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Juvenile offenders and the threat of solitary confinement

| Jan 5, 2015 | Criminal Defense

We have previously written about the disturbing experiences many juveniles have when forced to interact with the criminal justice system. Here in Wisconsin and across the country, juvenile offenders accused of serious crimes often receive the same regard and same sentences as adult offenders.

This is in spite of evidence showing that teenagers often lack (as a matter of brain development) important skills such as impulse control and the ability to predict consequences. Juvenile offenders are also generally more capable of reform and rehabilitation than adults are. Sadly, however, the treatment young offenders receive while incarcerated can damage them for life.

Prison officials and human rights groups have long known that juveniles housed in adult jails and prisons face high risks of violence and sexual assault. But they also face dangers in juvenile correctional facilities as well. Perhaps the most significant dangers are the mental health effects of being placed in solitary confinement.

Solitary confinement is increasingly being seen as a form of torture that should rarely be used on adults and should never be used on kids. Yet the Department of Justice released a report in 2003 showing that approximately 15 percent of inmates in juvenile facilities had been held in solitary. Some inmates were as young as 10 years old. For juveniles held in adult facilities, the percentages are likely even higher. Solitary is often used as a way to protect these young inmates from other abuses they might face from adult prisoners.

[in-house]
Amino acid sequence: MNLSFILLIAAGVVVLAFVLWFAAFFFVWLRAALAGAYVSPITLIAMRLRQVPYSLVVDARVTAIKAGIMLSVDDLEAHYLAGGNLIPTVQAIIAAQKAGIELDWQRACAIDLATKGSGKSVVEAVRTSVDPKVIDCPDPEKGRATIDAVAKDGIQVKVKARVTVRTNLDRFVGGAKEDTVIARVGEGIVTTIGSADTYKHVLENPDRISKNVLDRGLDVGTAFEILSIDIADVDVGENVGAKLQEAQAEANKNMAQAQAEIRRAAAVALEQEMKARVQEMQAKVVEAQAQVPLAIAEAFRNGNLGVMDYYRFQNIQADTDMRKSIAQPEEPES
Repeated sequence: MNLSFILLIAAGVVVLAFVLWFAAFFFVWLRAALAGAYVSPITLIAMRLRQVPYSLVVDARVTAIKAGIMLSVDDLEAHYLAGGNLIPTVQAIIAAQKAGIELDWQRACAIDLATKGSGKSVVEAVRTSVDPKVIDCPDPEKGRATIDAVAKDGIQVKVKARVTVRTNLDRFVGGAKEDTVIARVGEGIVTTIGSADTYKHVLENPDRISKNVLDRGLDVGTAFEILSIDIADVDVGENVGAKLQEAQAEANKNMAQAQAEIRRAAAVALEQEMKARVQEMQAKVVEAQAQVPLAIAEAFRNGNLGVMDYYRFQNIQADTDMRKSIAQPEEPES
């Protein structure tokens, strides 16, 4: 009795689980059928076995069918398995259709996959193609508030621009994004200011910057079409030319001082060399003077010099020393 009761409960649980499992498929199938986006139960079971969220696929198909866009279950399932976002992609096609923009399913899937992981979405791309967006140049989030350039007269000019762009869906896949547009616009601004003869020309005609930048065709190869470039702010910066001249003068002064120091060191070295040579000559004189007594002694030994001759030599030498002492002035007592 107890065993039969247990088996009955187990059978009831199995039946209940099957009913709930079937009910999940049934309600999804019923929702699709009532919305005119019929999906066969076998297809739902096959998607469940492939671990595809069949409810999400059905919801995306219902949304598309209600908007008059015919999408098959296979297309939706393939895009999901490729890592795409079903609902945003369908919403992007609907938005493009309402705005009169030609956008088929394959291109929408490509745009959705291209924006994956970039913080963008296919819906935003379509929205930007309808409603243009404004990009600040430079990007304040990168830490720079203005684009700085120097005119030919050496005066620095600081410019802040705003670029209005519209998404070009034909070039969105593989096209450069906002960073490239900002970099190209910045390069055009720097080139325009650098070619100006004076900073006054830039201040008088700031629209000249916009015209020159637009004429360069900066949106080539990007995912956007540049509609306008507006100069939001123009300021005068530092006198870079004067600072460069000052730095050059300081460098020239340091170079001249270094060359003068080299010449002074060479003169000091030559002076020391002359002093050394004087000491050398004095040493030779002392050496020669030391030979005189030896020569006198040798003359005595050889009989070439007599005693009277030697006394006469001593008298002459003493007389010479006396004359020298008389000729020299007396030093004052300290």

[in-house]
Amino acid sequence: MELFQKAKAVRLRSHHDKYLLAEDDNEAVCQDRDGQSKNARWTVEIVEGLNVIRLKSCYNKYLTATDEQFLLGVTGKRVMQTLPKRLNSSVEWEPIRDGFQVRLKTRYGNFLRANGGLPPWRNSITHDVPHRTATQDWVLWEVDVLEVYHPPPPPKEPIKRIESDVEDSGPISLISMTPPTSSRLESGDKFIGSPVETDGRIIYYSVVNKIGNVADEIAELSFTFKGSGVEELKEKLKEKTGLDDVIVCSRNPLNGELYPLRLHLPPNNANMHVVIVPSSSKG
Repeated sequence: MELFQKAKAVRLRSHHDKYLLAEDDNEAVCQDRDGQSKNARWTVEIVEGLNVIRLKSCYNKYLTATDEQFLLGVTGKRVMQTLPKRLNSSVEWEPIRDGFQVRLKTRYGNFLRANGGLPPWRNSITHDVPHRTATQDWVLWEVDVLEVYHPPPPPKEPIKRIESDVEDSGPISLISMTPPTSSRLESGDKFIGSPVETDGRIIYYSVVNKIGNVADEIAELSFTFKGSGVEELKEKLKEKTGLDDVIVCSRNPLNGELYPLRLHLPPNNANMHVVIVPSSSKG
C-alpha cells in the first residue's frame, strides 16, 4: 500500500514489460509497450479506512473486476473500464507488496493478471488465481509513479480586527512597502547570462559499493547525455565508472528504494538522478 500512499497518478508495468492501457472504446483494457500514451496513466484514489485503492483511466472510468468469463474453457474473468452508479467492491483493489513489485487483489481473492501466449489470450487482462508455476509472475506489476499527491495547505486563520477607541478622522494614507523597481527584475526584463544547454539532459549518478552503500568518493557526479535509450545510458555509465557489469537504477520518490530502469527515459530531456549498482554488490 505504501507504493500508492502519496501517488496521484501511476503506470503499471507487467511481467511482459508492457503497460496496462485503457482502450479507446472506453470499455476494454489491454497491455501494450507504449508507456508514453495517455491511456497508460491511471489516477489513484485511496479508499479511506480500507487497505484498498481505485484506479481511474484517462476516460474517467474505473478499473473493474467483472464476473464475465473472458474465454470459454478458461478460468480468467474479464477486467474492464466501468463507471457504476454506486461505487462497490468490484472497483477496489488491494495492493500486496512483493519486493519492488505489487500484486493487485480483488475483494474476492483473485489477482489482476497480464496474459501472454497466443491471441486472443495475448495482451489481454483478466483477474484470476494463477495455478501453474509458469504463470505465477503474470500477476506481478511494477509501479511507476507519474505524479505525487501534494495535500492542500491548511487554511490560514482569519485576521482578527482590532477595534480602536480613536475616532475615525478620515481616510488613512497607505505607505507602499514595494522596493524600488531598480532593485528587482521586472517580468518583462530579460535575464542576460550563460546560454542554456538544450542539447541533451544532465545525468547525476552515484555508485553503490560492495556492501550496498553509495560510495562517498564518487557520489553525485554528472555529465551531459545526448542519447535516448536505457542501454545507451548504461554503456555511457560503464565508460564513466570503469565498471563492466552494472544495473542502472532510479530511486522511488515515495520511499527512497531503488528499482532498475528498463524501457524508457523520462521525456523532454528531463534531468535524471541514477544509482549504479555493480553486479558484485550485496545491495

Human beings are social creatures. We need to interact with other humans. Solitary confinement can quickly lead to anxiety and depression (manifesting as suicidal thoughts) and can even lead to forms of insanity. It does not seem to be effective as a rehabilitative tool and likely makes inmates less mentally stable than they might otherwise be.

Regardless of whether or not a juvenile offender faces the threat of solitary confinement, it is clear that the juvenile justice system is broken and that adult correctional facilities are ill-equipped to house juvenile inmates. If your son or daughter is facing criminal charges of any kind, the stakes are very high. As such, you should seek the help of an experienced criminal defense attorney right away.

Source: The New York Times, “End Solitary Confinement for Teenagers,” Ian M. Kysel, Dec. 16, 2014

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